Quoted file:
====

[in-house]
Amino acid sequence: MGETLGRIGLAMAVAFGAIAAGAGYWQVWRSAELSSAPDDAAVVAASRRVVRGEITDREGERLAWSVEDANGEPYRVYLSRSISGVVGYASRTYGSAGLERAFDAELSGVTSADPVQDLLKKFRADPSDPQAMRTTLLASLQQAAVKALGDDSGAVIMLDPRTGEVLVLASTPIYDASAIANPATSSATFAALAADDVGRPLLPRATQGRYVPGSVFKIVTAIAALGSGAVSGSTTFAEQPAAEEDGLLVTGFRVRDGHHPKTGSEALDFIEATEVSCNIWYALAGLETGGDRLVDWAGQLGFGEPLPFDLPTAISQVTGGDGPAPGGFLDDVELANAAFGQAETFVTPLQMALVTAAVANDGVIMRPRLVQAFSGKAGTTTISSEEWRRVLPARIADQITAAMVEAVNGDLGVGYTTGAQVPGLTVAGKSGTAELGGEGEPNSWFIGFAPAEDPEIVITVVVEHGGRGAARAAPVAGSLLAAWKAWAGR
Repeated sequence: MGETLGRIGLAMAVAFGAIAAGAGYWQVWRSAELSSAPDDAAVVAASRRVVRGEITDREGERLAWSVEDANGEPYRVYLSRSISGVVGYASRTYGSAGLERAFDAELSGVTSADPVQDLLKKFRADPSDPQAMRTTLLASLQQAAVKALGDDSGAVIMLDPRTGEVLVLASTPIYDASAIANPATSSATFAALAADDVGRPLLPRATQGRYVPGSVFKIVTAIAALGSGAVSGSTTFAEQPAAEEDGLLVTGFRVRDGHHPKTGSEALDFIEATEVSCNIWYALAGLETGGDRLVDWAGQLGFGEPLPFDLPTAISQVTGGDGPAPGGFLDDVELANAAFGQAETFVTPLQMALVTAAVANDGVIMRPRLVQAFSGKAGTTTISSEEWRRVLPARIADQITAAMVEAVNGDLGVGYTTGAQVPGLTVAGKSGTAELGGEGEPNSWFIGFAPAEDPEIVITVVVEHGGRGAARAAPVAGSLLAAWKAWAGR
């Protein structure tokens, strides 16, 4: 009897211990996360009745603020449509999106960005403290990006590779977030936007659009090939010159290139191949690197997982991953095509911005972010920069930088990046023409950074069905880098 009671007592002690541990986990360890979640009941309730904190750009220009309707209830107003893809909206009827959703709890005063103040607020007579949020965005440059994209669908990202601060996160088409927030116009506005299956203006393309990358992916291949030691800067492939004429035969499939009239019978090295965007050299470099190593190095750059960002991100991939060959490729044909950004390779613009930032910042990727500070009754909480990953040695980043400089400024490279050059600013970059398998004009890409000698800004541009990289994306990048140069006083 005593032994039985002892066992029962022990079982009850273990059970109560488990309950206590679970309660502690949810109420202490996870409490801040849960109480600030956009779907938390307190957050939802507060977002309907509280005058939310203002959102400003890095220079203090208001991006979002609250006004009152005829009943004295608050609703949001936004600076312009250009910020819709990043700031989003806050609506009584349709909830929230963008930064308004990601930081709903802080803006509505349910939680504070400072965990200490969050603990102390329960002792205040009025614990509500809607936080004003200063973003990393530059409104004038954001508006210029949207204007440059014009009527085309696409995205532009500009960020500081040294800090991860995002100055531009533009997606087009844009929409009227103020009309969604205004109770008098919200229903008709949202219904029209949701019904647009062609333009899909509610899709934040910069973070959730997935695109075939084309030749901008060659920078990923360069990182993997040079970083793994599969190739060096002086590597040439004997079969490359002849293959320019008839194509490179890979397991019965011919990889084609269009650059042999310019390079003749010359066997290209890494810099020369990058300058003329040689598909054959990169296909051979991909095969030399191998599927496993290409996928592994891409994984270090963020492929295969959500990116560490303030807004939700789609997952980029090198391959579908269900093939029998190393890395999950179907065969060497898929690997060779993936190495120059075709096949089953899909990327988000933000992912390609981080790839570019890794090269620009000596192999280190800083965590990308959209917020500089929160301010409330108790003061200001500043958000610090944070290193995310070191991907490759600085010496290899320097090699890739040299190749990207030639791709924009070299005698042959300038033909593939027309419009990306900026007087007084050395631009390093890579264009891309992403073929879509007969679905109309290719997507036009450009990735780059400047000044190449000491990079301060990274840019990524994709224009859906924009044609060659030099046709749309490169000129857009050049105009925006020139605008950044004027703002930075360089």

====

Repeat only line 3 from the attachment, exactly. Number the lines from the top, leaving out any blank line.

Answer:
Repeated sequence: MGETLGRIGLAMAVAFGAIAAGAGYWQVWRSAELSSAPDDAAVVAASRRVVRGEITDREGERLAWSVEDANGEPYRVYLSRSISGVVGYASRTYGSAGLERAFDAELSGVTSADPVQDLLKKFRADPSDPQAMRTTLLASLQQAAVKALGDDSGAVIMLDPRTGEVLVLASTPIYDASAIANPATSSATFAALAADDVGRPLLPRATQGRYVPGSVFKIVTAIAALGSGAVSGSTTFAEQPAAEEDGLLVTGFRVRDGHHPKTGSEALDFIEATEVSCNIWYALAGLETGGDRLVDWAGQLGFGEPLPFDLPTAISQVTGGDGPAPGGFLDDVELANAAFGQAETFVTPLQMALVTAAVANDGVIMRPRLVQAFSGKAGTTTISSEEWRRVLPARIADQITAAMVEAVNGDLGVGYTTGAQVPGLTVAGKSGTAELGGEGEPNSWFIGFAPAEDPEIVITVVVEHGGRGAARAAPVAGSLLAAWKAWAGR